U.S. President Barack Obama speaks at a campaign rally at Eden Park in Cincinnati, Ohio September 17, 2012
Credits: REUTERS/Kevin Lamarque
American foreign policy is in a shambles, but Obama remains unperturbed.
The answer lies in his keynote foreign affairs speech, delivered in the spring of 2009 in Cairo, Egypt.
The White House set up a special website dedicated to the speech, with the grandiose title “A New Beginning.” They even translated it into
14 different languages.
It’s the template for Obama’s foreign policy, especially towards the Middle East. And, when read again today, it shows why Obama isn’t particularly upset with developments. Because he told us, in advance, he wouldn’t be.
Here are some excerpts.
“Tension has been fed by colonialism that denied rights and opportunities to many Muslims, and a Cold War in which Muslim-majority countries were too often treated as proxies without regard to their own aspirations.”
That’s what the speech was: An apology to the world’s dictatorships, like Egypt and Iran. But America has never been a colonial power — it was a British colony. In fact, America’s last half-dozen wars were to defend Muslims in Kuwait, Kosovo, Iraq, Afghanistan and Libya.
“I’ve come here to Cairo to seek a new beginning between the United States and Muslims around the world.”
Obama did not speak country to country, or person to person. His speech was an outreach to Islam as a whole — to a religion. That’s odd. But fine: What did Obama have to say about religious freedom and Islam?
“The United States government has gone to court to protect the right of women and girls to wear the hijab and to punish those who would deny it.”
But what about the right of women not to cover their faces in public? And why does he criticize America, where women are equal — why not a word for women suffering under Arabia’s gender apartheid?
“Regardless of race, religion, or station in life, all of us share common aspirations — to live in peace and security; to get an education and to work with dignity; to love our families, our communities, and our God.”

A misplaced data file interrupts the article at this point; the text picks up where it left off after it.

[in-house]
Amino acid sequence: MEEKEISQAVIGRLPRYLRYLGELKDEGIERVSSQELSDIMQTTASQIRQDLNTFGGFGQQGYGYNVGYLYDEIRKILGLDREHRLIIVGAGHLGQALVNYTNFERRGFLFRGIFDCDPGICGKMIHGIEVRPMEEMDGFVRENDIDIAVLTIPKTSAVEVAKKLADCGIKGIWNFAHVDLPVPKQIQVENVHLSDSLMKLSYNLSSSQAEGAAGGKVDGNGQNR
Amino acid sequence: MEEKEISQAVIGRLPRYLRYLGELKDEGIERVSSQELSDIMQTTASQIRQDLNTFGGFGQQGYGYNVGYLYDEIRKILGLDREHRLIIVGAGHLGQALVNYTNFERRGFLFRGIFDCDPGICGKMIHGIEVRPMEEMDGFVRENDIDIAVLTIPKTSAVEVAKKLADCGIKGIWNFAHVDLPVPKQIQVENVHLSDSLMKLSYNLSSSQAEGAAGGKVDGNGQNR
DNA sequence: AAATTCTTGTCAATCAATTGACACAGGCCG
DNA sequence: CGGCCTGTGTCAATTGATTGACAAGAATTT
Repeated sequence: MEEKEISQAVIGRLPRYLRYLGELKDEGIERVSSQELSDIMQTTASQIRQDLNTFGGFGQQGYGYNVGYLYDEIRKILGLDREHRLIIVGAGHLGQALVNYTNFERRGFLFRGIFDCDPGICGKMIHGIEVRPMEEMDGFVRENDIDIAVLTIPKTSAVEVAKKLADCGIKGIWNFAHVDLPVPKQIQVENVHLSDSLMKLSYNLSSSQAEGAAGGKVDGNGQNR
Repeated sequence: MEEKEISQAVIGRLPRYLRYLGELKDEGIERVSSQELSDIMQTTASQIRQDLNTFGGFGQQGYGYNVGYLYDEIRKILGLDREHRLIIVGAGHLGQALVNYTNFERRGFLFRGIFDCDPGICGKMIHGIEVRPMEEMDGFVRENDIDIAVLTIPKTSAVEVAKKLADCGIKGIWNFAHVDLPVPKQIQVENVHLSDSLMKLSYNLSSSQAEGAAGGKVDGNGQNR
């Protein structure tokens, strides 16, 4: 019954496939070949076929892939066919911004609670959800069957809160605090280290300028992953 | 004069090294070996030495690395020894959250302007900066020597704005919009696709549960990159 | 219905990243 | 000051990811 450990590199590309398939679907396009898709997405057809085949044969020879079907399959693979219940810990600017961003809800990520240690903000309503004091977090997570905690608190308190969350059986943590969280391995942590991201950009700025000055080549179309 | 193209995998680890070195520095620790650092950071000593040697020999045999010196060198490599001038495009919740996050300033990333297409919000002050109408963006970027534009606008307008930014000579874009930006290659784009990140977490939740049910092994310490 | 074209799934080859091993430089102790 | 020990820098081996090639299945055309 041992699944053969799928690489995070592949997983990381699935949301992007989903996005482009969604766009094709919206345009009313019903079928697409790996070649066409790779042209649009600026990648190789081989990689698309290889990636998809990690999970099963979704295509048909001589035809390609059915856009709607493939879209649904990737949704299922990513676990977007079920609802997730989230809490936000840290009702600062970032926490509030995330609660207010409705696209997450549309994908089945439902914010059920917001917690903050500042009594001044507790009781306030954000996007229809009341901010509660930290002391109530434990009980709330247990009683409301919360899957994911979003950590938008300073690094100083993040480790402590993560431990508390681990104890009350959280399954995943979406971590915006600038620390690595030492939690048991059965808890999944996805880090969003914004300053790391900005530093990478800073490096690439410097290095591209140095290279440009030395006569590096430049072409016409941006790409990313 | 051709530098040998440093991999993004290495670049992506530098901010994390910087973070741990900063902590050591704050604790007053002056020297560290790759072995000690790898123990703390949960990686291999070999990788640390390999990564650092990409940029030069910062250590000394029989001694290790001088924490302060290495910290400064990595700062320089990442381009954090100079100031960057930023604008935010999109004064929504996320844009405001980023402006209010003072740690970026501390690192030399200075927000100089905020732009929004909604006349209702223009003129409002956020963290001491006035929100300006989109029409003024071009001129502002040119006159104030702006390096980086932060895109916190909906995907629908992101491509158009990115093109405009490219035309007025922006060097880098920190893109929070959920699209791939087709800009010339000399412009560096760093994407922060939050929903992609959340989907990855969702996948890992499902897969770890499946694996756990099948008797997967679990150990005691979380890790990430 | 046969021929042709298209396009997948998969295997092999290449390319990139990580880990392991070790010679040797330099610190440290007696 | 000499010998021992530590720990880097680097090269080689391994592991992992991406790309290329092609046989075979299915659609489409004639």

Those are a good list of values. But where is the quintessentially American value: Freedom?
“Nine-eleven was an enormous trauma to our country. The fear and anger that it provoked was understandable, but in some cases, it led us to act contrary to our traditions and our ideals.”
That’s all Obama had to say about 9/11 — not that it was an act of war or terrorism. In the hour-long speech, Obama carefully managed not to say the word terrorism once. Instead, he blames the victim. Instead of saying that 9/11 was an immoral act against America, he said 9/11 caused Americans to be immoral.
He had a special message for Iran, too: “In the middle of the Cold War, the United States played a role in the overthrow of a democratically elected Iranian government.”
Leave alone whether that revisionist view is true historically. Iran doesn’t care. What Iran cares about is that Obama was clearly saying it will not interfere again — in the future. It was a final reassurance that Obama would not stop Iran from its nuclear ambitions today.
And here’s the most important part: “No system of government can or should be imposed by one nation by any other. That does not lessen my commitment, however, to governments that reflect the will of the people.
Each nation gives life to this principle in its own way, grounded in the traditions of its own people. America does not presume to know what is best for everyone, just as we would not presume to pick the outcome of a peaceful election.”
No mention of freedom. Not even democracy. Just that each country can run itself in its own way. If that’s the Shariah law, if that’s the Muslim Brotherhood terrorist group, Obama won’t object. And he hasn’t, has he?
Obama wanted the Muslim world to hear this speech. They did. He wanted a new beginning. They’ve given him one. They’re delighted. So is he.